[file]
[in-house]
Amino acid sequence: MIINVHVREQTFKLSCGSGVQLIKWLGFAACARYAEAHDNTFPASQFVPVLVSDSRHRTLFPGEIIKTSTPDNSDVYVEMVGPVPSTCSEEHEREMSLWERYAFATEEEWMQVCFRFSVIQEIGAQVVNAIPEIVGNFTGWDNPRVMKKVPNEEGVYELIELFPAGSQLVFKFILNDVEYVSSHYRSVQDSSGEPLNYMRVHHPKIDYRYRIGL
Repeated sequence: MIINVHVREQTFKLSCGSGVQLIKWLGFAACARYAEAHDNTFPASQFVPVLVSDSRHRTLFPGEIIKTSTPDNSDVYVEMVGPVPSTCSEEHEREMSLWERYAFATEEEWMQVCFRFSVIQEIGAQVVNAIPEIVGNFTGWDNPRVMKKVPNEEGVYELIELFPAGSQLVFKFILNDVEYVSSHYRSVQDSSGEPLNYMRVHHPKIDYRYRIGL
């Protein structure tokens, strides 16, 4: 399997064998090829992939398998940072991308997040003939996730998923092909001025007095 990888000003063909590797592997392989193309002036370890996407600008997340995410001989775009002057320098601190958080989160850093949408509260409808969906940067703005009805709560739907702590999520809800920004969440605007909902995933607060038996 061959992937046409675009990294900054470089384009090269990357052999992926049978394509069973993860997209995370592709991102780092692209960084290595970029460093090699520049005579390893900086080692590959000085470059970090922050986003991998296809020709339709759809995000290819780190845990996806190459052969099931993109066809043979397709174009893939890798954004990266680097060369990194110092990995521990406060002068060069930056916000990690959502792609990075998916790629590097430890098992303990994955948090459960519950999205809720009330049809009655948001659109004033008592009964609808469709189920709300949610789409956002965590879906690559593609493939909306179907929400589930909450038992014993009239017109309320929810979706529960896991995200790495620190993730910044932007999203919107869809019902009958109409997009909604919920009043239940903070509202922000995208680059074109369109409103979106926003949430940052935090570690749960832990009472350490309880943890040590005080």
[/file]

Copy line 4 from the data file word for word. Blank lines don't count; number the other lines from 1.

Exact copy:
């Protein structure tokens, strides 16, 4: 399997064998090829992939398998940072991308997040003939996730998923092909001025007095 990888000003063909590797592997392989193309002036370890996407600008997340995410001989775009002057320098601190958080989160850093949408509260409808969906940067703005009805709560739907702590999520809800920004969440605007909902995933607060038996 061959992937046409675009990294900054470089384009090269990357052999992926049978394509069973993860997209995370592709991102780092692209960084290595970029460093090699520049005579390893900086080692590959000085470059970090922050986003991998296809020709339709759809995000290819780190845990996806190459052969099931993109066809043979397709174009893939890798954004990266680097060369990194110092990995521990406060002068060069930056916000990690959502792609990075998916790629590097430890098992303990994955948090459960519950999205809720009330049809009655948001659109004033008592009964609808469709189920709300949610789409956002965590879906690559593609493939909306179907929400589930909450038992014993009239017109309320929810979706529960896991995200790495620190993730910044932007999203919107869809019902009958109409997009909604919920009043239940903070509202922000995208680059074109369109409103979106926003949430940052935090570690749960832990009472350490309880943890040590005080």